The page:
The board: (from left) Dickson Flake, Kevin Zaffaroni, C.J. Duvall, Nancy Gray, John Burgess.Not shown: Darrin Williams and Jay Chesshir.

The three finalists in the Little Rock Technology Park’s search for an architect to design the next phase of park development — a six-story, 100,000-square-foot building on the empty lot between the park, at 417 Main St., and the KATV, Channel 7, building at 401 Main — presented to the board this afternoon.

After hearing from Polk Stanley Wilcox Architects, Witsell Evans Rasco Architects/Planners and Wittenberg, Delony and Davidson Architects, the board decided to hold a conference  call meeting next Tuesday to get input from Tech Park Director Brent Birch and to discuss issues raised by the firms, such as what LEED rating the park should seek, etc.


The new building is to include both office and laboratory space, which WER’s David Sargent described as the greatest design challenge, given the different structural needs of labs and flexible office design. Polk Stanley’s Wesley Walls saw the construction of the building — between two historic buildings in the middle of downtown with no wiggle room on either side — as the project’s most trying issue. WD & D’s Chad Young raised a third point: the cost of getting power to the building, which it said could be “significant.” Young also said it would be a benefit if the Tech Park could include the KATV building within phase 2, since that would save the park construction dollars in the long run. The park is not close to deciding how to deal with the building — which it doesn’t own, is on the National Historic Register and has its own structural problems — so board member Kevin Zaffaroni steered discussion away from that possibility.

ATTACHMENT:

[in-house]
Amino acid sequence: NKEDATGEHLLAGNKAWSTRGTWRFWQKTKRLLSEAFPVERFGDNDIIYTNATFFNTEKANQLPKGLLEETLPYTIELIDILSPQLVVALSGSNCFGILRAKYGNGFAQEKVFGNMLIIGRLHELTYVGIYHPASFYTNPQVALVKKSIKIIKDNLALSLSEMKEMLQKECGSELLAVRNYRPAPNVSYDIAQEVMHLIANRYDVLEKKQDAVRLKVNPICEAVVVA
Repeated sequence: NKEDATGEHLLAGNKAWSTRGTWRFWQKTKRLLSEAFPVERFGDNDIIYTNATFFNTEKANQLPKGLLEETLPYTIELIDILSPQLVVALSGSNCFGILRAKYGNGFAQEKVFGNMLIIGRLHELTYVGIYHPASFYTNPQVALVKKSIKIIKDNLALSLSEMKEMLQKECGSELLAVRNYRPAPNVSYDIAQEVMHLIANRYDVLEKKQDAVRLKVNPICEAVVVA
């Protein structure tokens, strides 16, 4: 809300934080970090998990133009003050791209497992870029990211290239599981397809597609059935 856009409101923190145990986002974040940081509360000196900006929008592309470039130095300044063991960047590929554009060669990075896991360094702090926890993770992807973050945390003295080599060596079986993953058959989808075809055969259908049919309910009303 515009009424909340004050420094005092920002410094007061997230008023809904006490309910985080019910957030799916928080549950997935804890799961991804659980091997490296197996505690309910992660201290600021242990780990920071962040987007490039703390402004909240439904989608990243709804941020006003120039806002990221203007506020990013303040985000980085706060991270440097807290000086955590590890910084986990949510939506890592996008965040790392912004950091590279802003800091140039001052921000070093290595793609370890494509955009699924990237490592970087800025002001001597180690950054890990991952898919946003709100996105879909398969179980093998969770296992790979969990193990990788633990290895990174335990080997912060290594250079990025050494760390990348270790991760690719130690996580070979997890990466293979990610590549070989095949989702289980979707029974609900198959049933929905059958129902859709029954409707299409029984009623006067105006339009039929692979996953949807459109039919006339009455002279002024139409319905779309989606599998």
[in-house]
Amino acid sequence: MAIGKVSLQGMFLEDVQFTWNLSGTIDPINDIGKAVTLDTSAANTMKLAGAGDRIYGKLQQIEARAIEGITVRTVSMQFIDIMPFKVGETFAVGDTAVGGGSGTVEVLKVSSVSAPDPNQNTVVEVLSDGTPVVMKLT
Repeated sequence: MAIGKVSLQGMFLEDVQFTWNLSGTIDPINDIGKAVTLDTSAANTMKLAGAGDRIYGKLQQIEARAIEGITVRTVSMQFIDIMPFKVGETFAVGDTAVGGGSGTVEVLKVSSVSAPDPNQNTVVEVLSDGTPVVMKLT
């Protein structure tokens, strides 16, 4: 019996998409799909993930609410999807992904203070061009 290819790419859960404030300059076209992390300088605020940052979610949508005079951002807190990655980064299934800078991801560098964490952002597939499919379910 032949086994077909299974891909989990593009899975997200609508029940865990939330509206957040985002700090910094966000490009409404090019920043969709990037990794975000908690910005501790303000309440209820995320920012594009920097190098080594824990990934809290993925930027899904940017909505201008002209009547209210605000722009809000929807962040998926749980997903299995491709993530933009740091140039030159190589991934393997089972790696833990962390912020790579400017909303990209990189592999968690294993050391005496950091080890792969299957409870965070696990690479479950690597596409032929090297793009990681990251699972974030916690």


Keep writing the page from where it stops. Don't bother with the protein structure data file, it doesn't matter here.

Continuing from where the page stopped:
While all the presentations took different tacks — with Polk Stanley pointing to its award-winning designs and experience, WER going deep into the weeds on how the park could fund its energy installation and WD&D noting that it helped the park find a site and also designed the extremely tricky renovation of the park’s first two buildings — all spoke of a need to appeal millennials in the design and to make a statement that would reflect well on Little Rock.


WER gave the most comprehensive presentation on the issues that laboratory construction will involve, the chief concern of board member Nancy Gray, the president of Bioventures LLC at UAMS. Dickson Flake said keeping a stable team of architects on a project that could take a long time to realize was an issue; he received reassurances on that score from the architects.

The board will vote after the conference call. The Freedom of Information Act requires that it make its votes public. It hopes to enter into a contract in January. There is, as yet, no set budget for the building. You can read the RFP that sets out criteria for the architects here.